I did not understand her words, but I was too unhappy to ask any questions. She then bade me send Julie to her, adding that she was already late, as three hours later she had an important engagement to keep in Prague with a friend who would, in the afternoon, return with her to "Verney.”
On leaving Madame’s room I went in search of Greta. She noticed my tearstained face, and did her best to comfort me. I found courage to say to her, "I shall not be forced to attend your church to-morrow, shall I?" She was silent for a few moments, but her cheeks glowed crimson, and there was a strange, angry light in her eyes that reminded me of that never-to-be-forgotten day in the woods when I had taken my first step Rome-ward. At last she said sharply, “Who said a word about forcing you to do anything against your will? You have no need to trouble. Your father is sick, your mother left you and Casper in the care of my parents, so for the time being ‘Verney' is your home; my father and mother are your father and mother, so all you have to do is just what they wish you. Are you not told, even in your heretic book, to honor your father and mother? so you see you cannot disobey their commands. But I must not stop to talk more now; Lucilla allows me to help her to make wreaths for the church. Oh! it will be a lovely sight to-morrow. You would never forgive yourself for having missed it.”
Greta left me as she spoke, feeling very unhappy and perplexed. There was so much truth in what she had said, that I did not know how to answer her. Mother wished us in her absence to obey Madame Johns, and yet I felt sure she would never consent to our attending "high mass," as I knew the service on the following day was called. If Madame had been at home I would have gone to her and begged her not to command me to go; but she would not return till late, and then guests would be with her, and I should not have the opportunity of saying a single word. Lucilla, I felt, would not help me if she could, and I felt utterly friendless and alone. I was too miserable even to pray.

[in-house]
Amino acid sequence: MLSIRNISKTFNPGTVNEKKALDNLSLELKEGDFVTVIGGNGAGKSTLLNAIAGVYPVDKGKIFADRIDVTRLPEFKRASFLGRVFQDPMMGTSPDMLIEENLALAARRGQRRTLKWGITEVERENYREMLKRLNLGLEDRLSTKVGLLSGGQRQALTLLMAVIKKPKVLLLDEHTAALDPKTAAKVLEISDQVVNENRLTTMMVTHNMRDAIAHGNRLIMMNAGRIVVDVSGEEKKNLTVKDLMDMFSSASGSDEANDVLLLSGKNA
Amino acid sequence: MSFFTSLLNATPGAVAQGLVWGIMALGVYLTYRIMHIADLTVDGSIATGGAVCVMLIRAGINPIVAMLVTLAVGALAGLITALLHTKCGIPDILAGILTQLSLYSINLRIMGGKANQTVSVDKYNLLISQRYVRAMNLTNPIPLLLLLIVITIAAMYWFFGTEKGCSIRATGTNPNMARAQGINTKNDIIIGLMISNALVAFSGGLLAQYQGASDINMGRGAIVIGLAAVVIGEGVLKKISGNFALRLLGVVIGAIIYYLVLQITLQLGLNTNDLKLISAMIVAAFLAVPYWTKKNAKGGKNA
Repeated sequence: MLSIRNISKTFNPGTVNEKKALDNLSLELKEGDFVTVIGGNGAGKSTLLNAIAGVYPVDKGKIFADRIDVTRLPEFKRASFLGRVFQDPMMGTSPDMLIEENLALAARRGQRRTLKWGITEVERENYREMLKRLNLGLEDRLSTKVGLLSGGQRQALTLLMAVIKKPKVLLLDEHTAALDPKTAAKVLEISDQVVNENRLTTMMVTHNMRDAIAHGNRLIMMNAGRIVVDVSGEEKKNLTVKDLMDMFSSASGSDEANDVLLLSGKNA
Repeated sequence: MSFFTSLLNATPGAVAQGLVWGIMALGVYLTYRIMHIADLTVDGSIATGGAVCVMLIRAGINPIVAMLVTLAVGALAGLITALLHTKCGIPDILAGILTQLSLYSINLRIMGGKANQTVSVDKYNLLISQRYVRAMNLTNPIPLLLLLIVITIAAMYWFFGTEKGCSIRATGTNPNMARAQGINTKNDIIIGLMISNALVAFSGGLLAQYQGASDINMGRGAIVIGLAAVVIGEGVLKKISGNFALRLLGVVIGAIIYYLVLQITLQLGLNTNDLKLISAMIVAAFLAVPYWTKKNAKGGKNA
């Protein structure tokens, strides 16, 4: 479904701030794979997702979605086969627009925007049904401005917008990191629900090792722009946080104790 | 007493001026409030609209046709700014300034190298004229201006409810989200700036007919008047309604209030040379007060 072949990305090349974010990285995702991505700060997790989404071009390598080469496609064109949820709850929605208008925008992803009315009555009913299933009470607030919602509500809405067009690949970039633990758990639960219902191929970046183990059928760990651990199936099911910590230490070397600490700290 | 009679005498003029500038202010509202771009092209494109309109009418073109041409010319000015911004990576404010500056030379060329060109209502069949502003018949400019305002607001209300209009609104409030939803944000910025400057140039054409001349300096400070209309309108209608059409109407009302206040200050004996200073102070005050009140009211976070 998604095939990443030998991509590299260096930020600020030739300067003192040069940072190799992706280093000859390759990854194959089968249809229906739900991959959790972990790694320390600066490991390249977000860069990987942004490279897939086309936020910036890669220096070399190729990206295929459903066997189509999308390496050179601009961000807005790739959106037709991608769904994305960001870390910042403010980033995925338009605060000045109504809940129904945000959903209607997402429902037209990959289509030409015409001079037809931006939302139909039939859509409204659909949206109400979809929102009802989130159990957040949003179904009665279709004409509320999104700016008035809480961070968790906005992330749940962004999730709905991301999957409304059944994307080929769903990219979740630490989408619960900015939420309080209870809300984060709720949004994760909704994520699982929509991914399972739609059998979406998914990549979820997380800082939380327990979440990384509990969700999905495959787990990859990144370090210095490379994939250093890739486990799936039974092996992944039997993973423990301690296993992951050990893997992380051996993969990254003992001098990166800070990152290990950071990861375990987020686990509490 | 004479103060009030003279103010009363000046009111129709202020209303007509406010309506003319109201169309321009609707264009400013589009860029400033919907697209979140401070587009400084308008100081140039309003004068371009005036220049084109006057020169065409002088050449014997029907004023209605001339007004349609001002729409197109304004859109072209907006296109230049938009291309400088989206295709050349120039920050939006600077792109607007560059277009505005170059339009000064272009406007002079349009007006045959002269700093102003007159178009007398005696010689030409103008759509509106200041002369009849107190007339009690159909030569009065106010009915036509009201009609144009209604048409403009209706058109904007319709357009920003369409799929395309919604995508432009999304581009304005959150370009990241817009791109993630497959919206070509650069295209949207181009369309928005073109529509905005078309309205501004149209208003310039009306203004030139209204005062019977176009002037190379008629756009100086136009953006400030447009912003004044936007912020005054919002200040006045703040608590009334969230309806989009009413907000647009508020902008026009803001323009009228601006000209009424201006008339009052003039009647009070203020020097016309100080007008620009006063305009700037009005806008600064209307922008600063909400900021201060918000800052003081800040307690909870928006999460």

The day seemed a long and weary one, but night came at last. I had cried a great deal, and feeling thoroughly worn out went to bed early. It was late when I awoke, the household was astir, and Greta came to my room looking very pretty in her dress of soft, white cashmere, with blue sash and bows. Her father had just given her a small but beautifully carved crucifix of Italian workmanship, with which she was delighted after the fashion of a child with a new toy. She was very pleasant and friendly, just her old self. How could I help loving her, I asked myself.
We were quite a large party at break fast, several visitors having arrived the day before. Madame was much occupied with her guests, and after a "Good morning, Christine," did not speak to or even look at me during the meal. Every one was talking of the service to be held in the church; or rather, I should have said, of the music, the wax candles and the flowers that were to make it the most attractive that had ever been held in our quiet village.
“Father Andre never attempted anything on so large a scale," I heard a lady who sat near me saying to her neighbor. "No," was the reply; "I knew him in his younger days. He was a good man and an apt scholar, but," and her voice dropped almost to a whisper, “I have heard it said, but of course there was no truth in it, that during the last years of his life he was tainted with heresy. A hint had even been given to the holy Inquisition, who, with their usual mercy, waited for some proof before giving the order for his arrest; indeed, I have even heard a rumor that during the time he was the parish priest here, the village was quite a nest of heretics, who even ventured to hold secret meetings, of which he could not possibly have known, or he would have informed against them.”
Madame Johns had, I felt sure, heard as much as I had; she looked uncomfortable, and tried to turn the attention of her guests into another channel by saying, "Christine and Casper are going to church with us this morning; it will seem almost like a new world to them." I saw a look of pleasure, almost of triumph, pass across Lucilla's pale but handsome face. I must speak to Madame, and beg her not to insist upon our going, but she rose from table, and left the room hastily, and Greta caught me by the arm so as to prevent my following her.